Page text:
A rising tide sinks all boats / by Michael Epstein

While browsing at a bookstore yesterday, I picked up a book that brought back to mind an old argument I've been trying to keep away from. It was this book:

Source:  Austin Kleon

Source: Austin Kleon

My conundrum centers around the question, "Is it better to be prolific or excellent?" Or rather, "Do you want the world to see you falter?" 

I've always erred on the side of quality. To most, you are only as good as your most recent work. If that's true, isn't it tremendously important that each piece of writing do a little to raise that value? On the other hand, that mindset sets up a lot of barriers to overcome: If every piece needs to be the best thing you've ever written, than it's easy to conjure up reasons to kill a project.

Later, I read a Vox article on the same topic that answered my question in a way I'm not sure I agree with.

...it was a world built almost entirely around voice — whether that voice came from a single person or from a carefully crafted editorial identity...

The future belongs to the fleet, to the fast, to the instantly assembled hot take.
— Todd VanDerWerff, "2015 is The Year The Old Internet Finally Died"

As of now, "Content" is more important than craft. One of the chapters in Show Your Work declared: "Show something small every day." The steady stream of content you give away will gather and lead an audience towards your big, important things. It's pretty much the strategy behind all content in 2015. 

After all, it doesn't matter whether your most recent work is any good if know one knows who you are. The content deluge has flooded over the point of no return. We must create constantly or risk drowning. 

So I've been worrying for nothing all this time. As it turns out, the measure of a writer is not the quality of their prose —their rhythm, their judgement, their capacity to convey emotion— but their ability to play fortune teller and guess exactly what's going to pop up in the back of your mind the time you scroll over a Facebook post about...


Did I guess right? Of course not. I was never cursed for running over a drifter's dog. Most writers haven't, I think?

"...making money on this new internet requires scale," VanDerWerff said, "and if you need to always keep scaling up... Thoughtfulness is almost beside the point, in many cases, if you can produce something enough people will want to associate with the curation of their core beings."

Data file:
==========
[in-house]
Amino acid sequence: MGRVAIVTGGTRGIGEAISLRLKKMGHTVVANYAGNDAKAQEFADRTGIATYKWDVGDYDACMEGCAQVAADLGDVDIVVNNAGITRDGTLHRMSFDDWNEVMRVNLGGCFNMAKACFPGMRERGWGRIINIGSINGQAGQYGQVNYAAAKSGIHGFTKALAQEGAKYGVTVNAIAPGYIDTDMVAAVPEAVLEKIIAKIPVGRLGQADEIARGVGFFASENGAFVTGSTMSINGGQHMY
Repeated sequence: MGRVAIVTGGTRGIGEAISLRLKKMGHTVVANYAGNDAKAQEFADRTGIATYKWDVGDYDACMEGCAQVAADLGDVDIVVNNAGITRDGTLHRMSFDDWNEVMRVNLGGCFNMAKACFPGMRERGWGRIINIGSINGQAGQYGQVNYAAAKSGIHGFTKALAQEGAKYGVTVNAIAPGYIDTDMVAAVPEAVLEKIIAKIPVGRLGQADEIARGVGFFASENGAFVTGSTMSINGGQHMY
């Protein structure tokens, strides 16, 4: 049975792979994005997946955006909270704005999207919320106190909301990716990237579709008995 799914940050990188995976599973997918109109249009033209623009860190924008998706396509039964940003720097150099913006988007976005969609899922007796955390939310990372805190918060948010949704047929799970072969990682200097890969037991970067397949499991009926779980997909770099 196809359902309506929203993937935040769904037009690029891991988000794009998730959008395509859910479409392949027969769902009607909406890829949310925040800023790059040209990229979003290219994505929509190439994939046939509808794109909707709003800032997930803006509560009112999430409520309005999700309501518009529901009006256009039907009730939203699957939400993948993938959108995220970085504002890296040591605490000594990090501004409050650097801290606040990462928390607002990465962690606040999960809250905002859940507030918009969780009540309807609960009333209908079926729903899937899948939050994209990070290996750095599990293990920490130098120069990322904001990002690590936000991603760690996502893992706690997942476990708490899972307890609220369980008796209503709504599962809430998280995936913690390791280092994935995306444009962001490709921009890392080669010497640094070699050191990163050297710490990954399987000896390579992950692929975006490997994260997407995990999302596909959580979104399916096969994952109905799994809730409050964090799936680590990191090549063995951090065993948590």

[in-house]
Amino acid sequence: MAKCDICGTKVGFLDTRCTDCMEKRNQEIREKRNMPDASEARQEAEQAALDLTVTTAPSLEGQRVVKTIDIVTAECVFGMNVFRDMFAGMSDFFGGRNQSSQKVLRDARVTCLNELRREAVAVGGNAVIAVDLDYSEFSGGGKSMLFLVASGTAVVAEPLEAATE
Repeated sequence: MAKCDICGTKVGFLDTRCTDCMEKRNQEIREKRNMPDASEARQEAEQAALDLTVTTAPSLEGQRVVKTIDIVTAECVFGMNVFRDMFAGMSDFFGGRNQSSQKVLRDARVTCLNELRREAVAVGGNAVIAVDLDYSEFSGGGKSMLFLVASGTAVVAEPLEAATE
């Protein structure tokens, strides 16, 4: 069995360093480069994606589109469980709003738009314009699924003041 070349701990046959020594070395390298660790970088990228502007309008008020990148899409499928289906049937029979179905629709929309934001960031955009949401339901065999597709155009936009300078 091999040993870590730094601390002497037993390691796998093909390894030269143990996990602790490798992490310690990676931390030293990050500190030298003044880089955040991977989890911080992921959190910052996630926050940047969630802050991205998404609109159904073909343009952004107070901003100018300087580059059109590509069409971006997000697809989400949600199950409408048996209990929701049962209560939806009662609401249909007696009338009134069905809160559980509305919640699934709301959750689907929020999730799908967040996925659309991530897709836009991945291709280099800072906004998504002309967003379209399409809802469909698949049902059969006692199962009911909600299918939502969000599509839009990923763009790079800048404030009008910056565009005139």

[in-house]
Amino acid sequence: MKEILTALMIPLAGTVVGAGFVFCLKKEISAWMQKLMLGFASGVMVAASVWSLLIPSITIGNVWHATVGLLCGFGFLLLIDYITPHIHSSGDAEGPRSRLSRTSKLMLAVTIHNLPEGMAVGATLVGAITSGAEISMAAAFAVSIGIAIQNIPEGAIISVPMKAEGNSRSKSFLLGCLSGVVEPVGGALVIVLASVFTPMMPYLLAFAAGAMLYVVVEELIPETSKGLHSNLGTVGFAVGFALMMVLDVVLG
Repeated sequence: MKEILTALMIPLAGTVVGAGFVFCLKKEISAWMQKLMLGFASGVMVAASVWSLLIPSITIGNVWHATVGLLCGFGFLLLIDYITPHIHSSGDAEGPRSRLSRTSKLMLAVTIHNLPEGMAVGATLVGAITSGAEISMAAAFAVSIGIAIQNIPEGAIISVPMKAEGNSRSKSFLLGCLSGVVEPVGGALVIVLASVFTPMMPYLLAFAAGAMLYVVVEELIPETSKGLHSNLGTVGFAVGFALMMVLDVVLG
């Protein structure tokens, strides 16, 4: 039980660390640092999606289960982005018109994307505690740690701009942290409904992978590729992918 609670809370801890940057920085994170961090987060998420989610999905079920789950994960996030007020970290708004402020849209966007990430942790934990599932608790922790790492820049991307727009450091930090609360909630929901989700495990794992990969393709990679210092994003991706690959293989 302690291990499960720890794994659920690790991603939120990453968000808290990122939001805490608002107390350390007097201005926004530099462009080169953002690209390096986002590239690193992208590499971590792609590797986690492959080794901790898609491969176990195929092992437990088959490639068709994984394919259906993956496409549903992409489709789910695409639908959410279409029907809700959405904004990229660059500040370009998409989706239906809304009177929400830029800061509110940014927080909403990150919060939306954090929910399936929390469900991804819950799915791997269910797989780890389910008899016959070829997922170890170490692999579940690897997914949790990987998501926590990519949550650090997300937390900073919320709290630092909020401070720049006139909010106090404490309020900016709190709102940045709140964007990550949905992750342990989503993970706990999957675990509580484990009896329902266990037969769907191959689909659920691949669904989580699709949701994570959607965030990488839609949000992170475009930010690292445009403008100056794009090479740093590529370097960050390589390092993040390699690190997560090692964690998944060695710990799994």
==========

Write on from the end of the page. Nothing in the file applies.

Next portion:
On the new internet, writing is no longer a craft; it's arts and crafts. Writers are making little candy charms to put on your bracelet to show your friends. That's fine, in theory. There's a certain vanity to be gained from being able to say that I'm the guy that made you look cool and interesting for a day, an hour. But writing is an inherently selfish act. I'm asking you to read my words; listen to what I have to say. Great writing comes from the writer trying to give the reader something. The most thoughtful gifts don't come off your Amazon wish list. They're a product of effort and thought.

Writing to appease readers' whims, rather than inform, educate or entertain their minds, is like trying to crack a password by guessing all of the combinations. Again, if the goal is to unlock a reader's interest, rather than engage their mind, than there's very little value in producing "great" writing. If writers don't need to develop a voice, than stringing words together is just another skill, to be mastered and slapped at the bottom of a resume alongside such valuable career assets as "PC proficient," "Social Media skills," or "southern accent." 

There are definitely more failures than successes, but it is possible to write with voice and succeed on the internet. VanDerWerff points to the fall of The Dissolve, a longform-heavy film criticism site, to suggest that quantity is the be-all, end-all for sustainable media enterprises. He does so, however, while ignoring the like of sites like The Atavist, which have managed to build a niche following based on a scarce stream of high-quality writing. Vox's sister site The Verge wrote a profile of The Awl, a blog too weird to excel through any metric other than quality. The common denominator between all of these sites, successes and failure, is scale. Good writing takes more time and costs more money than bulk writing. 

"If you were going to assemble a business plan for a web site," the late David Carr said of The Awl, you would look closely at everything The Awl did and then head in precisely the opposite direction."

From now on, instead of than asking whether or not it's better to write well or write a lot, you have to ask: How much are you willing to sacrifice to be proud of what you do? You don't want to be half-remembered as the rambling schmuck-blogger, do you?

Oops, too late.